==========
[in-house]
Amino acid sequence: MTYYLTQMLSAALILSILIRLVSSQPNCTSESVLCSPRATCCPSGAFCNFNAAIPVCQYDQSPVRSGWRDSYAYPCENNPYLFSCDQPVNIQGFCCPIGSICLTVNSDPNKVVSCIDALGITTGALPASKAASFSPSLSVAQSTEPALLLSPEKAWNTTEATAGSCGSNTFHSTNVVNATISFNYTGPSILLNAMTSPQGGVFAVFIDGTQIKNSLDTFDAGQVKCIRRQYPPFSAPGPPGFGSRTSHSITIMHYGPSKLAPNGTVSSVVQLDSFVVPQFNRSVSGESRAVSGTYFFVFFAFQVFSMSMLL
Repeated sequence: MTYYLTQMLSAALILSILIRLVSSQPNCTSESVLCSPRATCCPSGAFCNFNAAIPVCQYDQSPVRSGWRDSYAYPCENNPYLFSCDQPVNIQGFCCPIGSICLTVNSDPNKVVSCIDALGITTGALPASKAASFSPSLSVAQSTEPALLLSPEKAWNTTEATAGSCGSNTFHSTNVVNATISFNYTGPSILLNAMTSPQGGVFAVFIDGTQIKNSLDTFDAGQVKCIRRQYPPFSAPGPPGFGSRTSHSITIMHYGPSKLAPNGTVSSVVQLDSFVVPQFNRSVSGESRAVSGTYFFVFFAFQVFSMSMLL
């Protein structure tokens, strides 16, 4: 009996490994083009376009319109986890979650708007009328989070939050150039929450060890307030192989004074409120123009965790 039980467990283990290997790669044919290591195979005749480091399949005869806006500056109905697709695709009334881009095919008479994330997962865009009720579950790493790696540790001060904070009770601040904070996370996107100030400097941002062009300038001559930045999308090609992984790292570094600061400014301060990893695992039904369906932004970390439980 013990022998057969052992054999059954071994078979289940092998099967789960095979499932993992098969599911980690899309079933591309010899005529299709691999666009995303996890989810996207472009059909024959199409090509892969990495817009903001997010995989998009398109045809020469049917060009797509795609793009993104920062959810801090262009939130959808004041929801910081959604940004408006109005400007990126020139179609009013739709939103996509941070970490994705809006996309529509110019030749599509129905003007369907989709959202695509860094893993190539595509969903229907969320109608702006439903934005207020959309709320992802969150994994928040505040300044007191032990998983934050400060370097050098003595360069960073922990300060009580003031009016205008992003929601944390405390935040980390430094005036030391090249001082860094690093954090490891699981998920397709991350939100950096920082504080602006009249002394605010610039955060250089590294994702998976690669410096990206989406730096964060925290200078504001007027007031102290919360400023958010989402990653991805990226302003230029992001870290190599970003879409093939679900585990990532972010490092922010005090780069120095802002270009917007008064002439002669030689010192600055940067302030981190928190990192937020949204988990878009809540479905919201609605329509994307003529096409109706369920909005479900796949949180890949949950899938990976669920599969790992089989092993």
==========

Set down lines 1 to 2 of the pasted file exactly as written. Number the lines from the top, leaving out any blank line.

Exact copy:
[in-house]
Amino acid sequence: MTYYLTQMLSAALILSILIRLVSSQPNCTSESVLCSPRATCCPSGAFCNFNAAIPVCQYDQSPVRSGWRDSYAYPCENNPYLFSCDQPVNIQGFCCPIGSICLTVNSDPNKVVSCIDALGITTGALPASKAASFSPSLSVAQSTEPALLLSPEKAWNTTEATAGSCGSNTFHSTNVVNATISFNYTGPSILLNAMTSPQGGVFAVFIDGTQIKNSLDTFDAGQVKCIRRQYPPFSAPGPPGFGSRTSHSITIMHYGPSKLAPNGTVSSVVQLDSFVVPQFNRSVSGESRAVSGTYFFVFFAFQVFSMSMLL